- Recommendations for reporting used to apply research and knowledge to business decisions and make for a fiscally sound, socially responsible and environmentally sensitive organization.
Examination of Hamilton County’s current situation revealed several key facts important in the plan development:
- Trailblazers. Hamilton County and Hamilton County Tourism continue to be pacesetters in the state and the nation.
- Hotel growth. Hamilton County is in a hotel growth phase with possible 50 percent inventory increases over the next three years.
- Game changers. Grand Park is a game changer not only for Hamilton County, but for central Indiana tourism. New potential conference and event facilities could be additional game changers over the next five to 10 years.
- Online impact. Digital communications and technology advances changes the tourism industry daily, and investments in Wi-Fi and wired connectivity are crucial.
- Gaining market share. Hamilton County cities and towns’ identities are maturing, but there is a need for investing in place and understanding the need for market share within many segments.
- The arts. The need for arts leadership is growing across the county.
- Thinking regionally. Hamilton County Tourism must determine its role in regional tourism growth.
While the plan is being finalized, work already is under way to initiate some findings in preparation for late 2016 and early 2017 implementation.
“Not only has this yearlong process revealed great information about Hamilton County, it gives all of us in the tourism industry much excitement and optimism about what the next decade will bring,” Radcliff said.
Hamilton County is prepared for mosquito season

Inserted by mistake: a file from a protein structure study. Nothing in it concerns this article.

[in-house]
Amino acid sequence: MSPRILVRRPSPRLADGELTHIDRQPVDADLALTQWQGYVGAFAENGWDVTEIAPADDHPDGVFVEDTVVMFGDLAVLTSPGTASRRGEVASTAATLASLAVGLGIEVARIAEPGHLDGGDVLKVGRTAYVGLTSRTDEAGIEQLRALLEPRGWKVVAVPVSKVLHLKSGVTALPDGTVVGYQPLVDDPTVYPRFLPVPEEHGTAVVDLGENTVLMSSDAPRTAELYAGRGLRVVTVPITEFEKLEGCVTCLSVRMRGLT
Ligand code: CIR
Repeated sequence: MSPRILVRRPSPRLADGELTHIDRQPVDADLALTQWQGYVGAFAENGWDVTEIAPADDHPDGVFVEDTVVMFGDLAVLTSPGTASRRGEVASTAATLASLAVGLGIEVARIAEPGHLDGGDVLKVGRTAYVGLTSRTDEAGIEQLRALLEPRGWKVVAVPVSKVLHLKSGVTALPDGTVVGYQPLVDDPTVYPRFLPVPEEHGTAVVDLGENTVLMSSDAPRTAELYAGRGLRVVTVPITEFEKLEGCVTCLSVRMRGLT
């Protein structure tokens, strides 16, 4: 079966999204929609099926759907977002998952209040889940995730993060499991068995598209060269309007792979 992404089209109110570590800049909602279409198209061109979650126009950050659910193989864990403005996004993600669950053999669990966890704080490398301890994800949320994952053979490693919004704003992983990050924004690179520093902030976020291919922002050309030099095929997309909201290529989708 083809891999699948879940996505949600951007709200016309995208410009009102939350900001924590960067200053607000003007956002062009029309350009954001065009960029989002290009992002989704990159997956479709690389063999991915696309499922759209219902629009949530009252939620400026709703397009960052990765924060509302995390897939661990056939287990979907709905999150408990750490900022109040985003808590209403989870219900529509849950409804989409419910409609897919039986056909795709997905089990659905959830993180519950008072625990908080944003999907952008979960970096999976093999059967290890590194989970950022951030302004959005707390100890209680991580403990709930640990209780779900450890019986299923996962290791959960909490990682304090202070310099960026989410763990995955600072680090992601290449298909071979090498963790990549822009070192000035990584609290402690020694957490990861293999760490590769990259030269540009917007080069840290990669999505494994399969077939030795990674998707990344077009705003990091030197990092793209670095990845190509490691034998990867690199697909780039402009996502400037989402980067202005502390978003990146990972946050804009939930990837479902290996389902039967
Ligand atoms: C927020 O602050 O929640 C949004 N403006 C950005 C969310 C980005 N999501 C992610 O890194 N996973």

As warmer temperatures usher in the outdoor recreation season, Hamilton County health officials begin their annual battle against mosquito-borne illness. And this year, the “Fight the Bite” campaign also aims to keep the Zika virus at bay in the United States. While health officials are confident the virus will likely not travel north, they nonetheless stay vigilant.
Landing innovation in national audience
Brenda Myers, HCT president and CEO, shared her insights about the benefits of tourism organizations working in partnership with local economic development organizations. Myers knows firsthand, of course, as HCT and Hamilton County Economic Development not only work together, but they share office space, share staff and research. The two organizations work together to collect and disseminate data on all of the stakeholder businesses affiliated with industry sectors that meet in the destination.
“We need to be more than marketing,” Myers told the online magazine Skift. “We need to be a business intelligence center, so that’s why we decided to work very, very closely together. We are awash in data, and we need some way to take that information and make it relevant and meaningful for people in our target markets.”
She also talked about the value for interested conference organizers.
“Now we’re much more attractive to meeting planners because we have a better understanding of our business climate, so it’s not just about the hotel rooms anymore,” Myers explained. “It’s about the content that we can connect them with. It’s all about content. It’s all about context, and we’re getting better and better at that. That is very much the new marketplace.”
The return of Tenderloin Tuesdays
Hoosiers – and visitors – love their tenderloins. To celebrate the flattened and breaded tenderloin, Hamilton County Tourism is bringing back Tenderloin Tuesdays, where 20 restaurants will offer tenderloin deals every Tuesday June 28 to July 26. More than 2,300 tenderloins were sold during Tenderloin Tuesdays in 2015. Dooley O’Tooles sold a whopping 709 tenderloins during the special promotion a year ago.
HCT will promote Tenderloin Tuesdays with digital billboards along Fall Creek Parkway in Indianapolis, along Interstate 465, Interstate 65 and Indiana 267, as well as social media campaigns on Facebook, Instagram and Twitter.
All participating restaurants and deals will be listed on TenderloinTrail.com.